Under The Hood of the CARS Comics: The Start Line

So I had been given the go-ahead to write a four issue story line to launch the first CARS comic book series. Where to begin?

To make sure we had an audience the decision was made that rather than an on-going series we would launch with a mini-series to be titled The World of CARS: The Rookie.

My pitch for a prequel story had been to explore the line from the first CARS movie where the lead character, Lightening McQueen, was introduced as “The year’s rookie sensation.” What made him a rookie sensation? How did he arrive on the Piston Cup racing scene.

My idea for the four issue arc was to have a bookend of McQueen being interviewed just before his intro in the movie, and as he told his story in typical self aggrandizing style it would continue in captions as a voice over while the art and dialog showed what actually happened.

After the two page intro the action flashbacked to young aggressive “Bulldozer McQueen” in action on a local short track. And promptly broke one of the Disney rules; when I’d landed the gig I’d asked what the rules were. I was told:  “(1) Don’t create any new characters (2) Don’t write anything that will be in CARS 2.” Of course I asked “Does that mean you’re going to tell me what will be in the next CARS movie?” – The answer was “No. But if you do something we don’t like we’ll let you know.” – Well Rule #2 would come in to play later, but for the first issue I broke Rule #1 on page 3 by introducing two stupid race cars numbered 66 and 99 so I could do a joke about the numbers being flipped when one of them rolled over after being barged off track by McQueen.

Not only did I get away with that in the pages of the comic, those two guys ended up on the cover, and on the poster used to promote the Free Comic Book Day version.

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The  track I chose for the introductory action was modeled on and named for Thunderhill Raceway, our local short track just south of Austin, TX where the family spent many Saturday nights watching some great local racers in action.  About six months after the book came out I got to do an signing at the track, which was a cool event.

After wrecking at the track’s championship race I had the dejected McQueen meeting Mack for the first time. At this point in the story Mack held ambitions to be a race transporter and had studied race car dynamics and was able to offer McQueen some unwanted advice. But poor Mack was stuck working for Eggman Movers – a nod to the moving company featured in Toy Story.  When Mack says that he’s friends with the truck for the leading Dinoco team and could get McQueen into the Piston Cup test sessions a reluctant partnership is formed.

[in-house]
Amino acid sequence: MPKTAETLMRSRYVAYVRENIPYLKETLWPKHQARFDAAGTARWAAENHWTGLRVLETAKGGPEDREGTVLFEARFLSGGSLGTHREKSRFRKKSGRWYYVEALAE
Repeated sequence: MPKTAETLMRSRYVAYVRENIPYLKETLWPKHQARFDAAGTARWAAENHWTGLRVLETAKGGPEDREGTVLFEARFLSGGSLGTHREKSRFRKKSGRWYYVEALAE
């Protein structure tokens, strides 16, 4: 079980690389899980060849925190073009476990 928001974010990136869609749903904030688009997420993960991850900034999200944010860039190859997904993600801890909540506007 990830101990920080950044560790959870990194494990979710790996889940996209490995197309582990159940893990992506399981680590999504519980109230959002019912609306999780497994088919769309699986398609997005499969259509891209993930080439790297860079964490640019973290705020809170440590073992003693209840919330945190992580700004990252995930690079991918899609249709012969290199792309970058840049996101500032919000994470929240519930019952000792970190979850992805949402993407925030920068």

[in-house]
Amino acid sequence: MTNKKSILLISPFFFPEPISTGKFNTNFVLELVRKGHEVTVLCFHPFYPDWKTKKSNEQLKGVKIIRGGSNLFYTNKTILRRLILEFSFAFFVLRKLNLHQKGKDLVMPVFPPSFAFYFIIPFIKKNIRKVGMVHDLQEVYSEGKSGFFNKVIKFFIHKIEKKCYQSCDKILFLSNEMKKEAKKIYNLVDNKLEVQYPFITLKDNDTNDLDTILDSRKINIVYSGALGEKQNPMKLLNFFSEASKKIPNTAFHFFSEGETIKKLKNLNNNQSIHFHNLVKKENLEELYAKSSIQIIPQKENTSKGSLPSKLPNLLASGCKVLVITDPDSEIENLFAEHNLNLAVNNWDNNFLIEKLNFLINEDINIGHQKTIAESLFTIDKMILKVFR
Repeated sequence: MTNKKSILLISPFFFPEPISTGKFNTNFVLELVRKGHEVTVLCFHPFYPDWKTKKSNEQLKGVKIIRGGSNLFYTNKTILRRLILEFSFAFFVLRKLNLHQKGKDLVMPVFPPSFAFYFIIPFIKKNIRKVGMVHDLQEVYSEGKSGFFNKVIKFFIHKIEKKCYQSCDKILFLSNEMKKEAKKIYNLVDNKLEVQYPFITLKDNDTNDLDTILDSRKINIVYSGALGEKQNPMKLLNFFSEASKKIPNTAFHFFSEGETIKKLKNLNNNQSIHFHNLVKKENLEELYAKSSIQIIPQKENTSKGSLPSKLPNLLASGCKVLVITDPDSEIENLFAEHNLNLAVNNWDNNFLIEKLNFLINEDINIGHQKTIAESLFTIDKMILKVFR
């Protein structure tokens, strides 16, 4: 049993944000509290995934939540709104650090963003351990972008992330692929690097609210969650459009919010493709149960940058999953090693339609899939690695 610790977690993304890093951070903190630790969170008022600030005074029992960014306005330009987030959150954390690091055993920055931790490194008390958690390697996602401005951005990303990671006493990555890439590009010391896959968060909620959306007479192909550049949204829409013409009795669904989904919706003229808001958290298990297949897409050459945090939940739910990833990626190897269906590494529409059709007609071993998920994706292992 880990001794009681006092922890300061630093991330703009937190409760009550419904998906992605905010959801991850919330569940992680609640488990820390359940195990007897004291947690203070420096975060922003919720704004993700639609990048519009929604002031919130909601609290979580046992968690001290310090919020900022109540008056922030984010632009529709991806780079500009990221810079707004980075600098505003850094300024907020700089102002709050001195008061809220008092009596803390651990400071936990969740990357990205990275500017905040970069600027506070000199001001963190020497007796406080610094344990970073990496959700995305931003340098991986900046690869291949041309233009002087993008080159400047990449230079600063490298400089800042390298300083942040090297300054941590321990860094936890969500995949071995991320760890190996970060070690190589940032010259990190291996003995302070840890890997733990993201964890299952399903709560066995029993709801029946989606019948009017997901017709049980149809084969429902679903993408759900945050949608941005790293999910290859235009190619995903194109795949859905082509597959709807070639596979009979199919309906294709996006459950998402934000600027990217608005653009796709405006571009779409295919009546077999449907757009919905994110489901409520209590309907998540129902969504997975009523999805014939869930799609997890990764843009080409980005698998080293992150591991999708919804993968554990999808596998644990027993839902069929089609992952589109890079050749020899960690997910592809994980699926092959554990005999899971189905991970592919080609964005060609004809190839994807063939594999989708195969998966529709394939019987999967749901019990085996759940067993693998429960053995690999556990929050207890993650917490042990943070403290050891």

Shortly after this first issue was completed we found out that the book had been selected for BOOM’s Free Comic Book Day title, which meant a 100,000 print run of the FCBD issue. The original plan was to run an interview with me and a few pages of my original script in the back of the FCBD issue, but they were replaced by some preview pages previewing the upcoming Incredibles title by Mark Waid instead which made a lot more commercial sense. Free Comic Book Day that year was special as I ended up doing signings at three different stores across Austin and met a lot of CARS fans of all ages.

The first regular release came with two covers, which became standard procedure for the rest of my CARS issues. It debuted fairly high in the comics sales charts – the best selling all-ages comic that month – and soon sold out with a second printing under yet another cover issued.

Then more special covers were issued for the Emerald City Comic Con, and even a 1:25 store incentive version. – We were of to a great start.

Left to Right:

  • Alternate cover for the regular issue – also used as the cover on the trade-paperback collection.
  • Cover for the second printing.
  • Special foil edition for ECCC limited to 500 copies
  • 1:25 Retailer Incentive edition.  – This design was also used for a special San Diego limited edition hardcover collection.

Character Sketch #2 -“The Staircase Is Over There!”

The voice cut across the hotel lobby with the subtlety of a sledgehammer meeting a sheet of plate glass. Every conversation stopped and a percentage of heads turned to identify the source of the strident location finder.

She stood imperiously at the far corner, as far physically from anyone else as possible with her right arm raised, her be-ringed finger pointing in the direction of the aforementioned stairs.

This was a woman who demanded attention, even if she rarely received it. Physically small in stature she projected a voice that seemed impossible for someone of her build. Her lung capacity must be formidable. The lean worn face wore a haughty air of frustration beneath a layer of inexpertly applied make-up. Her bleached blonde hair fell straight and limp. Her shirt displayed a cascade of fringes and garish embroidered patterns of indeterminate origin. The fashionably torn jeans tunneled into a pair pf cowboy boots which seemed to be equally adorned as the shirt.

The woman shrugged, turned, and entered the open elevator doors behind her. The door slid shut and she disappeared from sight.

Conversations resumed, while a few of the hotel guests looked around to see who the directive had been intended for, yet no-one seemed to move in the direction of the indicated stairs. – The recipient remained a mystery.

 

 

Under The Hood of the CARS Comics: Getting to Radiator Springs